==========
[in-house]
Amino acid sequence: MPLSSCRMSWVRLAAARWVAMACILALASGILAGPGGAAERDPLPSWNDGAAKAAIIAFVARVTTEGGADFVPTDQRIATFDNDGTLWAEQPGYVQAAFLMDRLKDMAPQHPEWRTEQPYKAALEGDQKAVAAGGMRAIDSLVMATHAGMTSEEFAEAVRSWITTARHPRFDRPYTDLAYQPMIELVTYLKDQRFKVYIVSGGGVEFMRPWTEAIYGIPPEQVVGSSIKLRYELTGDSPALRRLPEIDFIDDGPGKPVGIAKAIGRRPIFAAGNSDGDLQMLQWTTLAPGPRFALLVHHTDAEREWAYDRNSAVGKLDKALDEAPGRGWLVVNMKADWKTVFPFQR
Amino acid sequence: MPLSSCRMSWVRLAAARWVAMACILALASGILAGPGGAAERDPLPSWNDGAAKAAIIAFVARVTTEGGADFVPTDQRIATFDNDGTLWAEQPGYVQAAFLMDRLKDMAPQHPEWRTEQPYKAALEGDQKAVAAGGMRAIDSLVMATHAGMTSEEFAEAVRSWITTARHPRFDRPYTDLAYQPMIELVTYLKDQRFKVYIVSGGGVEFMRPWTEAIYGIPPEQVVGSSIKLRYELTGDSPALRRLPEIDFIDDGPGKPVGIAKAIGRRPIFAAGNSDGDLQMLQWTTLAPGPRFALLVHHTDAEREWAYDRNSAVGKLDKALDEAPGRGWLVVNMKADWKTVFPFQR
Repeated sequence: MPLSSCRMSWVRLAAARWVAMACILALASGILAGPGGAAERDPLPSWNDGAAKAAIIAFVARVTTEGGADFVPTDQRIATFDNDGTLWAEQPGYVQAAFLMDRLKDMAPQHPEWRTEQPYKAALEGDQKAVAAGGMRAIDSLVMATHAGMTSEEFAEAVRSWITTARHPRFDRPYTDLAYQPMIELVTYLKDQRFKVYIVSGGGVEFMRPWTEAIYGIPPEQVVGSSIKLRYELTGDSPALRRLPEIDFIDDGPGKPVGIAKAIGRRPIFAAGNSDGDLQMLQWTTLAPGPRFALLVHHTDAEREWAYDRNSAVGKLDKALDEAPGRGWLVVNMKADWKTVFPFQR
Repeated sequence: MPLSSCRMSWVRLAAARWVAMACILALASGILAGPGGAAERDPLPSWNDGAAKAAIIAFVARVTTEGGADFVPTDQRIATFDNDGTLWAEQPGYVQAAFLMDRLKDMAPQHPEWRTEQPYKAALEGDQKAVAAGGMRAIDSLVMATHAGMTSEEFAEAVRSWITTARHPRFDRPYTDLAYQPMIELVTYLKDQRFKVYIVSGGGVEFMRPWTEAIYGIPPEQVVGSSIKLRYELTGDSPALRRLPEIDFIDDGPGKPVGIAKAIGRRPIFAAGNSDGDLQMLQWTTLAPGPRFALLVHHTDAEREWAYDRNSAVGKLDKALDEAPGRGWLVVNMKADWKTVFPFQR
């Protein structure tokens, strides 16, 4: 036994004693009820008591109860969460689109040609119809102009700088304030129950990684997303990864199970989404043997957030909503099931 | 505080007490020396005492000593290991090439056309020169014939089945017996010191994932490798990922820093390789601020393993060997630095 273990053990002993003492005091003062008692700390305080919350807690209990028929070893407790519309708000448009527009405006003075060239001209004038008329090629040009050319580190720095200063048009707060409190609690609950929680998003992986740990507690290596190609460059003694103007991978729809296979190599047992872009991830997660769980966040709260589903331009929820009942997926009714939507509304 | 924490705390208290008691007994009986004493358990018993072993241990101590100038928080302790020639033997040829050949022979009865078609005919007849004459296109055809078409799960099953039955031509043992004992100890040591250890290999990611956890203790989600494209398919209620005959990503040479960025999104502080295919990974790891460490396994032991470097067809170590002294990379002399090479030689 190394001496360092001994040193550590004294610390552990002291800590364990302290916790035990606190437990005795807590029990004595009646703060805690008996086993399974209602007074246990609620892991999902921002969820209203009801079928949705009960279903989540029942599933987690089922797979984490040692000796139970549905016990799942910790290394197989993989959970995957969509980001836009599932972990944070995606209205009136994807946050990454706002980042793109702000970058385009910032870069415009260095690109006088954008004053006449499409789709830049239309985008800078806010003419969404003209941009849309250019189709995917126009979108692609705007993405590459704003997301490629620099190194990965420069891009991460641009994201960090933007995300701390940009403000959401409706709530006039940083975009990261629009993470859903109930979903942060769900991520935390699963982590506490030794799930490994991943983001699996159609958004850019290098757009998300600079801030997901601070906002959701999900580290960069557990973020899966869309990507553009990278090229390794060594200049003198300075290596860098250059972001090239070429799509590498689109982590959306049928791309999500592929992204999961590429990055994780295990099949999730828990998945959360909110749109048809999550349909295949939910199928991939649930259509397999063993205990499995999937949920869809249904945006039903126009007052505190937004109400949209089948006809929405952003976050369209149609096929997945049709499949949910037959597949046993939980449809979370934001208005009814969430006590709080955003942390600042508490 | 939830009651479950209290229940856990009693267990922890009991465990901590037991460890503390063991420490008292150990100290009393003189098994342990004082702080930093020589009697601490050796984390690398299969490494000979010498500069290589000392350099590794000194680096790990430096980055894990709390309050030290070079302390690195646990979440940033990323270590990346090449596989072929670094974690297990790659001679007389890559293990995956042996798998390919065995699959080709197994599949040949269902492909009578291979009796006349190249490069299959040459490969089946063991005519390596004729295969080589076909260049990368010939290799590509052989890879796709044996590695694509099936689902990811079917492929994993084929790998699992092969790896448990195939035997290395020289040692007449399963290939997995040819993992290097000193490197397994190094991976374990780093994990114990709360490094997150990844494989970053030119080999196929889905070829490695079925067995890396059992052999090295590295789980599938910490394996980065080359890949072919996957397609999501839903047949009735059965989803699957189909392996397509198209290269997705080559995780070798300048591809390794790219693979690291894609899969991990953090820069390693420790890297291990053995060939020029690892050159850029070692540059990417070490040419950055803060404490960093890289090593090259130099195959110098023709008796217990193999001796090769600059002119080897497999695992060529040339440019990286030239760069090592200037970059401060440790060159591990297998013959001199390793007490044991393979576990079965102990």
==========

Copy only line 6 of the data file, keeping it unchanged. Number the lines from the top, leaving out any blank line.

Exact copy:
């Protein structure tokens, strides 16, 4: 036994004693009820008591109860969460689109040609119809102009700088304030129950990684997303990864199970989404043997957030909503099931 | 505080007490020396005492000593290991090439056309020169014939089945017996010191994932490798990922820093390789601020393993060997630095 273990053990002993003492005091003062008692700390305080919350807690209990028929070893407790519309708000448009527009405006003075060239001209004038008329090629040009050319580190720095200063048009707060409190609690609950929680998003992986740990507690290596190609460059003694103007991978729809296979190599047992872009991830997660769980966040709260589903331009929820009942997926009714939507509304 | 924490705390208290008691007994009986004493358990018993072993241990101590100038928080302790020639033997040829050949022979009865078609005919007849004459296109055809078409799960099953039955031509043992004992100890040591250890290999990611956890203790989600494209398919209620005959990503040479960025999104502080295919990974790891460490396994032991470097067809170590002294990379002399090479030689 190394001496360092001994040193550590004294610390552990002291800590364990302290916790035990606190437990005795807590029990004595009646703060805690008996086993399974209602007074246990609620892991999902921002969820209203009801079928949705009960279903989540029942599933987690089922797979984490040692000796139970549905016990799942910790290394197989993989959970995957969509980001836009599932972990944070995606209205009136994807946050990454706002980042793109702000970058385009910032870069415009260095690109006088954008004053006449499409789709830049239309985008800078806010003419969404003209941009849309250019189709995917126009979108692609705007993405590459704003997301490629620099190194990965420069891009991460641009994201960090933007995300701390940009403000959401409706709530006039940083975009990261629009993470859903109930979903942060769900991520935390699963982590506490030794799930490994991943983001699996159609958004850019290098757009998300600079801030997901601070906002959701999900580290960069557990973020899966869309990507553009990278090229390794060594200049003198300075290596860098250059972001090239070429799509590498689109982590959306049928791309999500592929992204999961590429990055994780295990099949999730828990998945959360909110749109048809999550349909295949939910199928991939649930259509397999063993205990499995999937949920869809249904945006039903126009007052505190937004109400949209089948006809929405952003976050369209149609096929997945049709499949949910037959597949046993939980449809979370934001208005009814969430006590709080955003942390600042508490 | 939830009651479950209290229940856990009693267990922890009991465990901590037991460890503390063991420490008292150990100290009393003189098994342990004082702080930093020589009697601490050796984390690398299969490494000979010498500069290589000392350099590794000194680096790990430096980055894990709390309050030290070079302390690195646990979440940033990323270590990346090449596989072929670094974690297990790659001679007389890559293990995956042996798998390919065995699959080709197994599949040949269902492909009578291979009796006349190249490069299959040459490969089946063991005519390596004729295969080589076909260049990368010939290799590509052989890879796709044996590695694509099936689902990811079917492929994993084929790998699992092969790896448990195939035997290395020289040692007449399963290939997995040819993992290097000193490197397994190094991976374990780093994990114990709360490094997150990844494989970053030119080999196929889905070829490695079925067995890396059992052999090295590295789980599938910490394996980065080359890949072919996957397609999501839903047949009735059965989803699957189909392996397509198209290269997705080559995780070798300048591809390794790219693979690291894609899969991990953090820069390693420790890297291990053995060939020029690892050159850029070692540059990417070490040419950055803060404490960093890289090593090259130099195959110098023709008796217990193999001796090769600059002119080897497999695992060529040339440019990286030239760069090592200037970059401060440790060159591990297998013959001199390793007490044991393979576990079965102990």